State lawmakers today pushed the Legislature to pass a bill that would provide state contract preference for service-disabled veterans who own businesses.
The bill, NY Jobs for Heroes Program, would help disabled veterans receive state contracts to open small businesses. The bill would aim to reward at least five percent of state contracting and subcontracting of businesses owned by service-disabled veterans, said Sen. Greg Ball, R-Patterson, Putnam County.
“We do not do enough, either as a state or as a nation, in transitioning those men and women back into the workplace. This is the most importance piece of legislation that this Senate and this Legislature will pass and this governor can sign,” Ball said at a Capitol press conference, “to actually make sure that we employ veterans in the state of New York, not only as truck drivers, not selling trinkets at the local carnival, but meaningful employment.”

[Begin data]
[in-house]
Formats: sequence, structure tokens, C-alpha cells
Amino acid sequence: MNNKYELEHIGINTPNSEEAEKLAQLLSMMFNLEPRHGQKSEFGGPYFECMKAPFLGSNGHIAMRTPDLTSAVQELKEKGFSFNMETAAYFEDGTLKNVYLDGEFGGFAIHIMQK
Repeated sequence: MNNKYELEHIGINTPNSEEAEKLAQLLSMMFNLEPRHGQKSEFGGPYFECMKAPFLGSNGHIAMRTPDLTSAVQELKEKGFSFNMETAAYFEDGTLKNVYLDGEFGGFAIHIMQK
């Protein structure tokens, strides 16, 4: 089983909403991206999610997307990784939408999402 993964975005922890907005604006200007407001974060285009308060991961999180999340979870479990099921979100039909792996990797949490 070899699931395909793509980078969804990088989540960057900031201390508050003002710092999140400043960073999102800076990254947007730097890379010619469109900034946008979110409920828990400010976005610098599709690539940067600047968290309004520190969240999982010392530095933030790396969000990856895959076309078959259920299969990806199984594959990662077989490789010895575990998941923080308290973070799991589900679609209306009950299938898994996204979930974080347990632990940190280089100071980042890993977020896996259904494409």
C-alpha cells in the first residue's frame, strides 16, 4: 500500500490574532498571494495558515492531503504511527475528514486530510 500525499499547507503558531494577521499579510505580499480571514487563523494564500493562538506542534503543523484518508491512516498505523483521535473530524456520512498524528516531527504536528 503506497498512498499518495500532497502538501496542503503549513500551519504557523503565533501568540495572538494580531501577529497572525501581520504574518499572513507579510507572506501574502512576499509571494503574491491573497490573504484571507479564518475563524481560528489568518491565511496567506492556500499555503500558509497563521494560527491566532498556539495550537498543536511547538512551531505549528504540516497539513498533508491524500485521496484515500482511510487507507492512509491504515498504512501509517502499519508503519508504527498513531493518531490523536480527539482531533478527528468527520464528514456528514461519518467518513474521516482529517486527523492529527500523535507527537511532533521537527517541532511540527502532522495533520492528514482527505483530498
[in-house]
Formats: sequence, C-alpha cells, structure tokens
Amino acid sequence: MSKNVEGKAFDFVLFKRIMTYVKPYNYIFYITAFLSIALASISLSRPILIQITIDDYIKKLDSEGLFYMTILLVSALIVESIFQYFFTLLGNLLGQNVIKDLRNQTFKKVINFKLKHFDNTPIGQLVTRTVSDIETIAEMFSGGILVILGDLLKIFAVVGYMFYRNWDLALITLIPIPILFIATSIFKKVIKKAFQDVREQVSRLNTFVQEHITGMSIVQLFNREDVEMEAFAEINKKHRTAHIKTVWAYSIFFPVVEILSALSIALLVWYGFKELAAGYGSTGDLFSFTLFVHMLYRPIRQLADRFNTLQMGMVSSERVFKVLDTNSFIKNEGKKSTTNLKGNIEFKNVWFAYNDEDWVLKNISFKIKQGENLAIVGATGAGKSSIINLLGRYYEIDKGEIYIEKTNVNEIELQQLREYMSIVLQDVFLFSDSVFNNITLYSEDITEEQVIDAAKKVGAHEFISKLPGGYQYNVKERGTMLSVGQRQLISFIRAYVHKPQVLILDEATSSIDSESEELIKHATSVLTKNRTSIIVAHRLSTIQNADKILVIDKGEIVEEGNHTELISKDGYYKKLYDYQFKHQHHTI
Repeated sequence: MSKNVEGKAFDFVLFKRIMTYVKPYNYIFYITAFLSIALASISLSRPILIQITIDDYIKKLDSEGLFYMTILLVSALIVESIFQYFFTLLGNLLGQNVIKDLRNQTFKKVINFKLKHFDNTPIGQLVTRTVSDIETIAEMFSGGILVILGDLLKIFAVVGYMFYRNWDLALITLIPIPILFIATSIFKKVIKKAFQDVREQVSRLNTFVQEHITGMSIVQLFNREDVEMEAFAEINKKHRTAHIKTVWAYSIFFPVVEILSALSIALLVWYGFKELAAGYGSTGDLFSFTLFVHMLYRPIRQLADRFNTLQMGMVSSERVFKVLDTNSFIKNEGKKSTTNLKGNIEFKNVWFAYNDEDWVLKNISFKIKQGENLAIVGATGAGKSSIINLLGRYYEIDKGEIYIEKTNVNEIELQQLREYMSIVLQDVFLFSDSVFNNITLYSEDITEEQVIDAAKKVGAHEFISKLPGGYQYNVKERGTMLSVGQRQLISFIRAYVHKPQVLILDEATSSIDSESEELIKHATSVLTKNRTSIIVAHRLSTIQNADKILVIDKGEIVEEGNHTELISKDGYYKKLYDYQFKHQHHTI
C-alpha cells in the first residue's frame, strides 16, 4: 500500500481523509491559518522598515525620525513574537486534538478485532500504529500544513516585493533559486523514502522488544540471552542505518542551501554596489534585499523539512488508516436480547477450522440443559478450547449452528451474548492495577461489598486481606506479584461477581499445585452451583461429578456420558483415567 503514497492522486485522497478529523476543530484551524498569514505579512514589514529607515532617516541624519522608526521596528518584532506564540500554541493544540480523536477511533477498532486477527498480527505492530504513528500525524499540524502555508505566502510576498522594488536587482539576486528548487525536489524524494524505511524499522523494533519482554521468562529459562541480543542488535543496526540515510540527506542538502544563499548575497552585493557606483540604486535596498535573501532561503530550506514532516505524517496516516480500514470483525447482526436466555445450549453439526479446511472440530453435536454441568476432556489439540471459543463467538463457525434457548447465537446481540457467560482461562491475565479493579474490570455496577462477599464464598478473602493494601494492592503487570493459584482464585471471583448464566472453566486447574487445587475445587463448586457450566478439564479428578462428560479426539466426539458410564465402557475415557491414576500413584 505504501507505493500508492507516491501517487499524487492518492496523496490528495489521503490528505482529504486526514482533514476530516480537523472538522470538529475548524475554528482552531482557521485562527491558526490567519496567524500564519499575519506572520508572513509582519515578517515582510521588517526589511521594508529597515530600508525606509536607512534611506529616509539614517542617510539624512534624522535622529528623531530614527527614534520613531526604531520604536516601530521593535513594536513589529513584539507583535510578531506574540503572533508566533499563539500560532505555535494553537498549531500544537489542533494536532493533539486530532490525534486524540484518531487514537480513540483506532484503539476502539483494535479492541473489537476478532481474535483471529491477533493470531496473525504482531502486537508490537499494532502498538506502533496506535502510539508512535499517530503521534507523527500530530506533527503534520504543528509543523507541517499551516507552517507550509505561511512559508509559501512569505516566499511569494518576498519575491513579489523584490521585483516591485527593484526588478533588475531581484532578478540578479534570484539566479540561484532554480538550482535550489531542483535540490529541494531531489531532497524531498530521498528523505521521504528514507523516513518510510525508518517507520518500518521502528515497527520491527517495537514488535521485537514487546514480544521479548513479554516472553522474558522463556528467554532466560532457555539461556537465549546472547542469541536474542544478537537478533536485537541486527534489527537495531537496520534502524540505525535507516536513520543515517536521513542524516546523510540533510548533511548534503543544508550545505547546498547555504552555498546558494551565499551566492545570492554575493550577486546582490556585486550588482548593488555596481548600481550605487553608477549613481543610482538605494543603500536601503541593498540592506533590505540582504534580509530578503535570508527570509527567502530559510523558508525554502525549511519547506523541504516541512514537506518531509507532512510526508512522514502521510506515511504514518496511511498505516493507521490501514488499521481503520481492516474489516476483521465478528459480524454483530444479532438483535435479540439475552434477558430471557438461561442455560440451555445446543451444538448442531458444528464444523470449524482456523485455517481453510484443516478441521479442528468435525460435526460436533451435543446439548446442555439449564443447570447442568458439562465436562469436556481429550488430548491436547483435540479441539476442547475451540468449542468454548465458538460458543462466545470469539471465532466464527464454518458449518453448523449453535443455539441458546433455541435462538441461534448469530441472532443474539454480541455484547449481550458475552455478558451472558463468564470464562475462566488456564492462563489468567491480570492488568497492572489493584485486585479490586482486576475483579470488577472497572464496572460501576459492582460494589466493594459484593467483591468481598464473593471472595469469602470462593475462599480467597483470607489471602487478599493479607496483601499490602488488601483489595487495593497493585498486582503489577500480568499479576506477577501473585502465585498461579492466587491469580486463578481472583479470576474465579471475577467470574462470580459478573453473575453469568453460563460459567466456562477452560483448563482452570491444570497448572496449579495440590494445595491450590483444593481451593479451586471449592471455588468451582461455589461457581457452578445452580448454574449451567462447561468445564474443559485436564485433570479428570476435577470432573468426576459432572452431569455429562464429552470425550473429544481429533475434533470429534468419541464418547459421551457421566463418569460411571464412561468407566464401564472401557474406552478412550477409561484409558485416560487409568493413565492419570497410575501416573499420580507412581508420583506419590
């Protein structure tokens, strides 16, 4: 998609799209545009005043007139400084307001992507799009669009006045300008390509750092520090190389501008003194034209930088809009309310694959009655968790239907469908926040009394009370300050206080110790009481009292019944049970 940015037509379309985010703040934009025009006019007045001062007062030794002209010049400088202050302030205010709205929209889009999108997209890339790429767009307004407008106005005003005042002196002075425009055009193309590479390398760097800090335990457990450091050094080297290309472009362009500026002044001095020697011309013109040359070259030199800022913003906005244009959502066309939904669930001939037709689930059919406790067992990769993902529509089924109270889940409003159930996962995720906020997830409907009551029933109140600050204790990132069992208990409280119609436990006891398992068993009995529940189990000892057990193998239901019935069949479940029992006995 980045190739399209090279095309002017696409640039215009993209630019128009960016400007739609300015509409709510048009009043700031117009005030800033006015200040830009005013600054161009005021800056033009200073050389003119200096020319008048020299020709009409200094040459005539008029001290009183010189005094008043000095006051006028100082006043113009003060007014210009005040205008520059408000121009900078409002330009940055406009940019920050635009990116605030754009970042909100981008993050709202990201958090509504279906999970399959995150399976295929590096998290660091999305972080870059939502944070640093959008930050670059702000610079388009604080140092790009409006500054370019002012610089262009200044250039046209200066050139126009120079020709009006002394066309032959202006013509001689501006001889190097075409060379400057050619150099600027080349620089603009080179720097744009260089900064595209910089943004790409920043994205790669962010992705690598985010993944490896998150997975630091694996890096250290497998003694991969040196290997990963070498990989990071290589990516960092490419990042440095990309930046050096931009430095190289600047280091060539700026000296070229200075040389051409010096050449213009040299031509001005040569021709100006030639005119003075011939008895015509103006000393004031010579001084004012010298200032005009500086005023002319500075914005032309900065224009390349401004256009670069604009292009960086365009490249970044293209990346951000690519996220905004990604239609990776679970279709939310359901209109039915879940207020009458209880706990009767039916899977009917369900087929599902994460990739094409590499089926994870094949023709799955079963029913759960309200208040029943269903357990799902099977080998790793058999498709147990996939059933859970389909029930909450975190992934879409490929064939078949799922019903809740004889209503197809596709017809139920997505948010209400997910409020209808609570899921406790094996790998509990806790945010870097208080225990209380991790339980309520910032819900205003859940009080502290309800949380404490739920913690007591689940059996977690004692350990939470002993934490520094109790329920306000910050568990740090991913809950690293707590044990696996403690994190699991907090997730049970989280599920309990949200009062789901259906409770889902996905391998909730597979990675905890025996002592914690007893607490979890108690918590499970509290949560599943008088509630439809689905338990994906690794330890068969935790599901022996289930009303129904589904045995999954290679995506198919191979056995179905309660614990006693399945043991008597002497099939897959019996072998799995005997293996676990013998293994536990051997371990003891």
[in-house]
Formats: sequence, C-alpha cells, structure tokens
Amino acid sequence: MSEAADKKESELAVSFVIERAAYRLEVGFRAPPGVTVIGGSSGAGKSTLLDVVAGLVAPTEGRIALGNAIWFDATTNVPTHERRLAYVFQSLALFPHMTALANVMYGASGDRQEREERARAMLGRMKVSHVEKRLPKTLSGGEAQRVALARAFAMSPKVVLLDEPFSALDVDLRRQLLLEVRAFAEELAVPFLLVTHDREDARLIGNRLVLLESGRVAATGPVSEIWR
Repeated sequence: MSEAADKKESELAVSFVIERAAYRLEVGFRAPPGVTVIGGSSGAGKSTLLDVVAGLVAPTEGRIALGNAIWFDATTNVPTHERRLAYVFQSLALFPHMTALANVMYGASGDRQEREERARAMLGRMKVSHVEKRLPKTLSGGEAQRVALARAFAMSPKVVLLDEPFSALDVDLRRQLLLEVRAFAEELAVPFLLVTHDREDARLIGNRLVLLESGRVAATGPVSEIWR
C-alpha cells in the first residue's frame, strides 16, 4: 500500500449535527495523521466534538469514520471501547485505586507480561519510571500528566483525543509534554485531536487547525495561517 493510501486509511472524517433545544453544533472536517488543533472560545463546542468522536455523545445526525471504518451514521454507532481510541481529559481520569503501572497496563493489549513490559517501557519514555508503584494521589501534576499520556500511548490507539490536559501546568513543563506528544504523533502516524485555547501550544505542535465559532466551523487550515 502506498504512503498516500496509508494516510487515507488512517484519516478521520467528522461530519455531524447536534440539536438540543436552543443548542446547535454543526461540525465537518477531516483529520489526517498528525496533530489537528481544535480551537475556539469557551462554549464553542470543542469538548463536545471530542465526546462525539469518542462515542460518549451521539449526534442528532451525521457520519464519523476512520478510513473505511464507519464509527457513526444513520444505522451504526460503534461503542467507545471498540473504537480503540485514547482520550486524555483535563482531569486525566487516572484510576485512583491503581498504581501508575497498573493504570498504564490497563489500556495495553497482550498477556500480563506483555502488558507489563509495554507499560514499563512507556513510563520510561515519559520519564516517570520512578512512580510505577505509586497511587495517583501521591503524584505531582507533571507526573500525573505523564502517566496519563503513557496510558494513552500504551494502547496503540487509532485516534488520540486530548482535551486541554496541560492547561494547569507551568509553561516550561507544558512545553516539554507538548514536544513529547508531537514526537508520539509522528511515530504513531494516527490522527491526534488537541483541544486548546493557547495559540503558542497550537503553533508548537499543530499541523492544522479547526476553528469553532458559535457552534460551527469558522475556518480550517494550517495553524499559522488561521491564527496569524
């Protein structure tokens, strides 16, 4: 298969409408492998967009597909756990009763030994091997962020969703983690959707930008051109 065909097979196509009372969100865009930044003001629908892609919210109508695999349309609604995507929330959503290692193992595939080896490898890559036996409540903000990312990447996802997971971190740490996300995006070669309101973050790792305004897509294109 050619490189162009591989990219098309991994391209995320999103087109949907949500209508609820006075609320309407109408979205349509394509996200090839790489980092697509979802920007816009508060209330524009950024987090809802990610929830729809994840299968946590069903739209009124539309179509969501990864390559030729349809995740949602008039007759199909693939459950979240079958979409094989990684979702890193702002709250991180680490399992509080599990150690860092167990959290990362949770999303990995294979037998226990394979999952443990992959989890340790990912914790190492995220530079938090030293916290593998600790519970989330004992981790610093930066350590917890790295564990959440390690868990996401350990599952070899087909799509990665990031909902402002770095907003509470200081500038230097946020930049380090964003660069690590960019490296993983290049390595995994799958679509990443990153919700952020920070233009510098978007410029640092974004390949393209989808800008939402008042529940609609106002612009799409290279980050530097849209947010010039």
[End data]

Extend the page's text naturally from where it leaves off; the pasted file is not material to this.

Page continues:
The bill was created to mirror a current federal program, and 44 other states already have programs creating state contract preferences for disabled veterans, Ball said.
Ball, who sponsors the bills and chairs the Senate Veterans Committee, has bi-partisan support for the legislation, which didn’t pass the Assembly last year.
“I think we are in the right direction at this point. We’ve been working on this for a while already, and I am very optimistic that something will come out of everything we’ve been working for,” said Assemblyman Felix Ortiz, D-Brooklyn, who sponsored the bill in the state Assembly.
The measure received a major boost last week. In his State of the State address, Gov. Andrew Cuomo voiced support for the program.
“Disabled veterans showed us their loyalty; we must show them our loyalty. Let’s set a goal of 5% in the awarding of state contracts to disabled, veterans-owned small businesses,” Cuomo said during his speech.
Lawmakers were pleased with Cuomo’s support.
“In New York, unfortunately, our veterans are suffering from an unemployment rate that is double that of their civilian counterparts and we’ve said ‘enough is enough’. We’ve got to step up, set a new standard, and make sure the last place our veterans are going when they come home from Afghanistan is an unemployment line,” said state Sen. David Carlucci, D-New City, Rockland County.